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The Pirate Negotiator

by Jeff Thompson
December 2013

Crisis Negotiator Blog by Jeff Thompson

Jeff Thompson

Ali Mohamed Ali faces life in prison on piracy-related charges. But is he a criminal mastermind or a Good Samaritan? The truth is likely something in between.
Ali Mohamed Ali never considered himself a criminal, let alone a pirate. He was well-educated. He spoke English. He may have asked his friends in America to send the occasional loan while he lived in Somalia, but he didn’t need to steal or hold innocent people hostage to earn money.

...Ali was not what one would typically call a pirate. He never wielded a gun or captured a ship. But on November 9, 2008, he boarded the CEC Future, a Danish cargo vessel that had been seized by Somali pirates while sailing in the Gulf of Aden, off the coast of Yemen. Since he was fluent in English, Ali had been recruited by pirates to negotiate a ransom with the hijacked ship’s owner. After 71 days, the company that owned the CEC Future agreed to pay $1.7 million for the release of 13 hostages—including the captain, who was on his maiden voyage—and the ship’s freedom.

Ali doesn’t dispute these facts. But he says he’s not a pirate conspirator, simply a man trying to do his civic—and particularly Somali—duty to help those in need. If no ransom were paid, he says, the hostages might have been killed. The U.S. government, on the other hand, says his motives were purely material. The government says that even after the $1.7 million ransom had been agreed upon, Ali delayed the release of the hostages to negotiate a separate $75,000 for himself. Ali says that money wasn’t for him, but for two higher-level pirates who demanded extra ransom for themselves. Requests for comment from prosecutors in the U.S. Attorney’s office for this story were denied.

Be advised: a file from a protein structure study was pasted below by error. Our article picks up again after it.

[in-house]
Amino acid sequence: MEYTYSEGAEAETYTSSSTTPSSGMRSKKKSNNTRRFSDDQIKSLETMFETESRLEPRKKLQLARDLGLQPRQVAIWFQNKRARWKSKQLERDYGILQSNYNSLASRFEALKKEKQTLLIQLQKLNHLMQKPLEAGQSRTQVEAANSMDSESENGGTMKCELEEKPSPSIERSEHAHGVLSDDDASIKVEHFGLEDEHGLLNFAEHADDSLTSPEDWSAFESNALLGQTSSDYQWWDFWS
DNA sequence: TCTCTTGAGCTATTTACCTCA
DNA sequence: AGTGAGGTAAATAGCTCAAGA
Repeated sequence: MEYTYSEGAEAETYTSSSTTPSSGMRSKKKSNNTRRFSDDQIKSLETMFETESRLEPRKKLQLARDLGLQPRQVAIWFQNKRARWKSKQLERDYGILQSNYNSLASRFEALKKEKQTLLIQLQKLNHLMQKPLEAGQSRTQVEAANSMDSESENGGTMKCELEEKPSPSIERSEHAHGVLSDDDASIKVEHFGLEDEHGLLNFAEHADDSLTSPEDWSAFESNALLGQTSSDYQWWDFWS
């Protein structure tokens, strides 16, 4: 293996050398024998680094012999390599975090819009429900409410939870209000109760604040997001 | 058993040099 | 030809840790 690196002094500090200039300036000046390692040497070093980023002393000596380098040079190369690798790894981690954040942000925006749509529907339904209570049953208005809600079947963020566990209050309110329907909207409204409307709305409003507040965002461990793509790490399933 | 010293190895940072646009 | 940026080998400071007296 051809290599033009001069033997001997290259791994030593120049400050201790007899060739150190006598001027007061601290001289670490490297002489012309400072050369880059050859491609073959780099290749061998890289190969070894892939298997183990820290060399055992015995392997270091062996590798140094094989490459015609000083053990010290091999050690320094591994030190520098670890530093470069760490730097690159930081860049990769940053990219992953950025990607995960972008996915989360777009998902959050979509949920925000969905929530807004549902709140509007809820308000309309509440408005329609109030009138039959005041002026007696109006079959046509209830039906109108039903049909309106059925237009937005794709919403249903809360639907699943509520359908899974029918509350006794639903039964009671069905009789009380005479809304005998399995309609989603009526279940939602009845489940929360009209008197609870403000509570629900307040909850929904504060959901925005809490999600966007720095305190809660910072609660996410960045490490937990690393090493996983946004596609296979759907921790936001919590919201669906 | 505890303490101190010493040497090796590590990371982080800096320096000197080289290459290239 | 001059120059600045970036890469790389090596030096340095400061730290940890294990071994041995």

Read the full article here.

Biography


Jeff Thompson, Ph.D., is a professor at Lipscomb University, researcher, mediator, and trainer. He is also involved in crisis and hostage negotiation as well as a law enforcement detective. His research includes law enforcement crisis and hostage negotiation in terrorist incidents. He received his doctorate from Griffith University Law School having researched the impact nonverbal communication has in conflict situations with respect to developing rapport, building trust, and displaying professionalism.

Dr. Thompson has presented and trained on the topic of conflict, mediation, (crisis and hostage) negotiation, communication and nonverbal communication internationally for a variety of audiences including police personnel, government officials, judges, attorneys, physicians, sales people, business professionals, and both graduate and undergraduate students. He has also been published in numerous professional and academic publications.

He is the co-chair of ACR's national Crisis Negotiation Section, and he is an ad-hoc reviewer for multiple academic journals. He received his MS in Negotiation and Dispute Resolution from the Werner Institute, Creighton University School of Law.

(All posts by Jeff Thompson represent his personal reflections and opinions and not that of any organization.)



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